Places :: Atrani

A picturesque fishing village, isolated from the traffic, Atrani is the smallest municipality in the whole Southern Italy. The typical white houses, with balconies full of flowers, form a cascade along the ledges of the surrounding hills (Mount Civita towards East and the Mount Aureo towards West), interspersed with lemon groves, in the valley of the river Dragone, as far as the beach. There are no certain traces about the origins of the town's name: according to some, in fact, it derives from the Latin word "atrum" (dark, with reference to its particular geographical location), according to others from an ancient Greek settlement (Atranes).

From an urban point of view, Atrani preserves a typical medieval town structure with narrow streets and alleys, mostly covered by vaults and arches, which wedge among the houses and then intersect in a square or in a wide stretch. Piazzetta Umberto I, at few steps from the beach and surrounded by a typical block of houses, for its fresh and lively atmosphere brings to mind the well known square in Capri.

Atrani, like all the other towns of the Amalfi Coast, was the residence of noble Roman patricians, evidenced by the sumptuous villas that archaeological excavations are bringing to light. It was mentioned for the first time in a letter of Pope Gregory the Great, in 596.

During the time of the Maritime Republic of Amalfi, Atrani was the residence of local nobles and the ancient Church of San Salvatore de' Birecto was the place were the Doges were crowned with a ducal cap ("birecto").

Among the most important historical and architectural monuments, worth of mention are:

  • the Collegiate Church of Santa Maria Maddalena, built in the XIII century on the ruins of an ancient medieval fortress as a vote to thank the Saint for having liberated the area from the Saracen occupation. Rebuilt several times in later centuries, at present it features a Baroque style, with an elegant glazed dome and a square bell tower in dark tufa. Inside important paintings are preserved, including "L'incredulità di San Tommaso", masterpiece of the artist of Salerno, Andrea Sabatini, and valuable sculptures.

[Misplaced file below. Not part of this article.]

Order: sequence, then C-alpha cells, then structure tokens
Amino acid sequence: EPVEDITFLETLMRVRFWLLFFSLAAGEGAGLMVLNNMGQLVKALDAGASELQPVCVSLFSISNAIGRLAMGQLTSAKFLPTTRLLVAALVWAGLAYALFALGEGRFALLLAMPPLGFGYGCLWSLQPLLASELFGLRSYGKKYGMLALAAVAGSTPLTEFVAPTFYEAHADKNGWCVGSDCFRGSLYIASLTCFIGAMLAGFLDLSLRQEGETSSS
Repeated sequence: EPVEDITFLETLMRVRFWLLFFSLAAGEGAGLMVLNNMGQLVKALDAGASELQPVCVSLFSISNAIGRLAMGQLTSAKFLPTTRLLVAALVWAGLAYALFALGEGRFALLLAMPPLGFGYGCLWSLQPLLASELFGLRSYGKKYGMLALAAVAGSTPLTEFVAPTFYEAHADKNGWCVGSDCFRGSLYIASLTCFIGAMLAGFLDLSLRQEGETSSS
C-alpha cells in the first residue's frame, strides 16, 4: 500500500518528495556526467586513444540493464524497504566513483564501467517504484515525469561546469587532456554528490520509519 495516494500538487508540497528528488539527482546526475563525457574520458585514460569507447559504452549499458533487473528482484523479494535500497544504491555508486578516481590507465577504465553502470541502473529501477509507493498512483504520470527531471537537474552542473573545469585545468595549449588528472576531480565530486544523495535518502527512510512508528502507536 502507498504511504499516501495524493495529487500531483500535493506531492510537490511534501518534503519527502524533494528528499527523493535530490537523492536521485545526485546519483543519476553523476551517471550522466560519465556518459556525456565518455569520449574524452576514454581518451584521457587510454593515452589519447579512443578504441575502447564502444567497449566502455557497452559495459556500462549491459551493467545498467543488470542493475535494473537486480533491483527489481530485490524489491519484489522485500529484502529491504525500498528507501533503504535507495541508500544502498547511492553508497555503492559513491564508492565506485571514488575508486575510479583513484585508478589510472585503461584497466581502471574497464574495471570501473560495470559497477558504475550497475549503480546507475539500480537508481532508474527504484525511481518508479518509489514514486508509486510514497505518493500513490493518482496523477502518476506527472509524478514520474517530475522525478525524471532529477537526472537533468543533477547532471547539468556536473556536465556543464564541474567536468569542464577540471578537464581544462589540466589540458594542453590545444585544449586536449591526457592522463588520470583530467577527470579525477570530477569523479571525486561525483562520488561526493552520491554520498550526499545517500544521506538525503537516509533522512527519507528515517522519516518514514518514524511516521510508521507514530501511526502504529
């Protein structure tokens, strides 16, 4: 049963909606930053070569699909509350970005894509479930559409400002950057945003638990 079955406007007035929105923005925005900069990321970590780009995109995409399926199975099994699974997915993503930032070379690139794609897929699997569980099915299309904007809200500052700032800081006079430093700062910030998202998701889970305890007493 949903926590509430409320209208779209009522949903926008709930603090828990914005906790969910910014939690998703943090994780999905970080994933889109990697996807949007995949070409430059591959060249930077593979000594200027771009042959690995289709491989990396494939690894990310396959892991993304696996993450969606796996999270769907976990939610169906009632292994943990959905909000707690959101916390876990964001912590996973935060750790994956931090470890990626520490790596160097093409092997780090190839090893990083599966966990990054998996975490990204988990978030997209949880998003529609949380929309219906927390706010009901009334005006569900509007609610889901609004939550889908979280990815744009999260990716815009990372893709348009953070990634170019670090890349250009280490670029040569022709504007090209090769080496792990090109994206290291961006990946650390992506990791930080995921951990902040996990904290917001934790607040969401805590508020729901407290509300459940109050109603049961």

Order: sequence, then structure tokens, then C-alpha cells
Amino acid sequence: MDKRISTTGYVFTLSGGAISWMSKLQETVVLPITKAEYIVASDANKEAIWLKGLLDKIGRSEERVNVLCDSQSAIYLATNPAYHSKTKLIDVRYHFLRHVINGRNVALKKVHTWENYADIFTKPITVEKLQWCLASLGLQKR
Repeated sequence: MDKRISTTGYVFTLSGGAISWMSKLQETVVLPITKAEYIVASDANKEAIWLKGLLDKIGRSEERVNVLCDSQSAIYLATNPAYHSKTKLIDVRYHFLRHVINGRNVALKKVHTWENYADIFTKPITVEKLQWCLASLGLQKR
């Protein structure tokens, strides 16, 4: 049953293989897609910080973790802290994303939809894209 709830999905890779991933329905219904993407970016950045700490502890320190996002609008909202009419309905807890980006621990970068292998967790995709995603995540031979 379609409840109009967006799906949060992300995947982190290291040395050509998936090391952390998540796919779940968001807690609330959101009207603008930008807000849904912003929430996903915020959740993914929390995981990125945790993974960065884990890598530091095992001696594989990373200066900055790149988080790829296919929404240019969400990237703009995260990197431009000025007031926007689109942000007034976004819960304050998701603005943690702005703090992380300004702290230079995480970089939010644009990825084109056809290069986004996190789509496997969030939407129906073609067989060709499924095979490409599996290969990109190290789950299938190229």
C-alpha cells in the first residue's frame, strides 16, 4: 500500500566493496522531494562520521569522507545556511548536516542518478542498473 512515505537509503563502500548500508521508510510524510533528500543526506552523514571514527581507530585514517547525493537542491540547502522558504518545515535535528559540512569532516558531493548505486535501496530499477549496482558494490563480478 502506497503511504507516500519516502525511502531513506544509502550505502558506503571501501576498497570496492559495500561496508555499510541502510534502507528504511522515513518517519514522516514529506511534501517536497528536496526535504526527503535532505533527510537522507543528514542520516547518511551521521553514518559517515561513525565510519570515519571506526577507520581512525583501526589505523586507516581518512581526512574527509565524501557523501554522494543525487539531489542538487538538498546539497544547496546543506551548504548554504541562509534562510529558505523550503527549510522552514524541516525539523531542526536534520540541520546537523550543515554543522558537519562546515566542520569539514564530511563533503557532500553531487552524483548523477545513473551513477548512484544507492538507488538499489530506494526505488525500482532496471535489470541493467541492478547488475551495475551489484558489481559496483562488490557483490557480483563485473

• the Church of San Salvatore de' Birecto, built in the X century with a square plan and preceded by an elegant portico. The current façade with the clock and the spectacular staircase was designed during the Baroque period. At the time of the ancient Marine Republic of Amalfi it served as Palatine Chapel: here, in fact, the Doges were elected, crowned and buried. Inside it features a fine marble Byzantine pluteus of the end of the XI century, a tombstone of a noblewoman of Atrani (XIV century), and a portal in bronze, forged in Constantinople in 1087 on request of the nobleman Pantaleone Viaretta, the same who 20 years earlier donated the bronze portal to the Cathedral in Amalfi.
  • the small Church of the Immaculate, adjacent to the Church of San Salvatore de' Birecto;
  • the Church of the Madonna del Carmine, built in the early XVII century, features a simple façade flanked by a fine bell tower in Moorish style. The interior, characterised by one nave plan with decorated marble floors, preserves an organ with a wooden balcony, a XV century fresco depicting the Madonna on the main altar and, during the Christmas period, it features an XVIII century nativity scene, whose shepherds are a faithful reproduction of the inhabitants of Atrani, at the time when the statuettes were commissioned.
  • the Church of Santa Maria del Bando, built in the X century on top of Mount Aureo, under the Torre dello Ziro. The name derives, according to local traditions, to the fact that the Virgin Mary granted the grace of a man unjustly condemned to be hanged, an event depicted in the XV century fresco surmounted on the altar. For the historians, instead, the name derives from the fact that here, in the Republican period, edicts and judgments were proclaimed. Inside a Roman burial urn is preserved.
  • The Church of San Michele Arcangelo (XI-XII century), built in a cavity of Mount Civita and used as a cemetery until 1927.

Not to miss:

  • Masaniello's Cave on the eastern slope of Mount Aureo, where the famous popular leader (Tommaso Aniello d'Amalfi) sheltered, after the Neapolitan insurrection against the Spanish Government in 1647. The mother's home of the famous revolutionary was historically situated not too far from the cave.
  • The Grotto of the Saints, not far from the Torre dello Ziro, decorated with frescoes in Byzantine style. This is all that remains of the ancient Benedictine monastery, entitled to the Saints Quirico and Giulitta, founded by Archbishop Leone I in 986.

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